In fact, Hiddleston’s pro career almost got off to a dream start when he burst off the back of a line0out maul and propelled himself over the line for what would have been a fifth minute try, only to discover that referee Pierre Brousset has blown for an obstruction.
“I’ll be honest, I can’t really remember any of it,” he replied when asked for his thoughts on that decision. “I threw the line-out then had my head down the whole time looking for the try-line. So, I am not too sure what happened there.
He was equally diplomatic when asked about that controversial decision to disallow Ferrie’s try. “I’ve not spoken to Euan but I’m sure he will have thought it was a try,” he shrugged.
“It was obviously tough to lose that game,” Hiddleston added. “I thought we came down here and barred up well, as you saw with some of those defensive sets. We fronted up for each other, and I think there was a few emotions in the changing room, but noting that we haven’t experienced before and we’ll be ready to go again next week.”
With Johnny Matthews and George Turner expected to be away competing for Scotland selection during the Six Nations window, Hiddleston and fellow tyro Angus Fraser are set to battle it out for the No 2 jersey when Warriors play Dragons at home on 17th February and Benetton away on 2nd March.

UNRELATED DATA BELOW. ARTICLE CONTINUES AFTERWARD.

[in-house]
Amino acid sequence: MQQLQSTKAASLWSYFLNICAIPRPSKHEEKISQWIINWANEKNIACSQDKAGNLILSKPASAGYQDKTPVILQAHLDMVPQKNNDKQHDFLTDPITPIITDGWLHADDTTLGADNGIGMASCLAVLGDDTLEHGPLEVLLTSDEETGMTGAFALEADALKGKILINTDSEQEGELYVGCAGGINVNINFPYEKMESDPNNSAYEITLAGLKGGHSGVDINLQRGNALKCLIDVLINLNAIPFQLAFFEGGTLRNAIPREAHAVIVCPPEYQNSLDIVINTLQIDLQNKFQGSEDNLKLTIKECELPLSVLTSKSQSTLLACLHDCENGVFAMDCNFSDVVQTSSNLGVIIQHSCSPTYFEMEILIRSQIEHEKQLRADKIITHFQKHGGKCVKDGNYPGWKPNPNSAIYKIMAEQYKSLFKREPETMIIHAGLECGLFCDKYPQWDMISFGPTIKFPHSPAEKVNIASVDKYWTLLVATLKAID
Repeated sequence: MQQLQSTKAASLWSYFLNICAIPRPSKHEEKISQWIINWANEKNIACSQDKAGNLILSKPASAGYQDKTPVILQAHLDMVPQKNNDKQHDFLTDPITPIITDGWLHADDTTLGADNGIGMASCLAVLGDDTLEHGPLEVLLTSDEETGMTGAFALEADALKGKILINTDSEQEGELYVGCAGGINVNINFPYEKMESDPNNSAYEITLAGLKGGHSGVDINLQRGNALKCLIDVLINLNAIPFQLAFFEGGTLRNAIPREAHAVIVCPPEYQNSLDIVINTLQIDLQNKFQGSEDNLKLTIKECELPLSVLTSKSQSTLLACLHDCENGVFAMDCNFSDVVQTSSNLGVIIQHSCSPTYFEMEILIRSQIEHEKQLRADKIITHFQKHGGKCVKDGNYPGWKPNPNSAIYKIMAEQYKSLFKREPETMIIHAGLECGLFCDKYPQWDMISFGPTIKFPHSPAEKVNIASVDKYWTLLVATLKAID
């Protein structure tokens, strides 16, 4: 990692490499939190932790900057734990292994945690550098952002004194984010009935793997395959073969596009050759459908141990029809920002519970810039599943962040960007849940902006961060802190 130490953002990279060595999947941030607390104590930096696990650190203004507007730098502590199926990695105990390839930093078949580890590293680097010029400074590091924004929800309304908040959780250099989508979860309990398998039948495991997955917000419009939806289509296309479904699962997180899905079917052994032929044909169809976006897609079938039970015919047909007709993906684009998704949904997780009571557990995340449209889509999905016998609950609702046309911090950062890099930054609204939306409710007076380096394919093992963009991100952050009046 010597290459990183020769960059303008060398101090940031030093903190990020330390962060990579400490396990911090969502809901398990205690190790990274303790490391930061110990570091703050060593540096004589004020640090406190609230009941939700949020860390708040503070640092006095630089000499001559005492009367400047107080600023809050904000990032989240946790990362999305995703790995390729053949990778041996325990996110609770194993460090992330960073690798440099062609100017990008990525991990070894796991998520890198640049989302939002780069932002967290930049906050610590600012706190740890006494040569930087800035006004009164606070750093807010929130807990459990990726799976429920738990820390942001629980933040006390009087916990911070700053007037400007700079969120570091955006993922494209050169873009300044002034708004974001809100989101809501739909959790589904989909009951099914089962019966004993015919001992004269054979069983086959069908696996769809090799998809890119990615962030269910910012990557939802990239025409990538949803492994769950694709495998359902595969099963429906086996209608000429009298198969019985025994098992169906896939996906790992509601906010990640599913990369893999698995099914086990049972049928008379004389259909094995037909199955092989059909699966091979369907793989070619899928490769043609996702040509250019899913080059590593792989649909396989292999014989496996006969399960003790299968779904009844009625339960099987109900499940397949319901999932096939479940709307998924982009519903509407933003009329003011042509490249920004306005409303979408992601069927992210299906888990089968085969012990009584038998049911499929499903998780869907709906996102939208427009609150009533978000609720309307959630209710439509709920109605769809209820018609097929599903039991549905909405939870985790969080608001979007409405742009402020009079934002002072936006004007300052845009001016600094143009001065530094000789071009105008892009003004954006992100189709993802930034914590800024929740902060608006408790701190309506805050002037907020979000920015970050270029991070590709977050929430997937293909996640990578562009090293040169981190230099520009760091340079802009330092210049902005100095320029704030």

“There is [plenty to look forward to during], but nothing is dead certain and I have to work as hard as I have before to put my hand up again,” said Hiddleston, who would also rather like to be involved in next weekend’s final Champions Cup pool match against Toulon at Scotstoun.
“No, I don’t need a week off. If I get another chance I’ll take it with both hands,” he promised. “But as I’ve said before, I will have to make sure I put my hand up in training day-in and day-out, to let them see what I can do.
“Toulon is going to be another step-up physicality-wise, so a good’s week training and we’ll go into it firing.”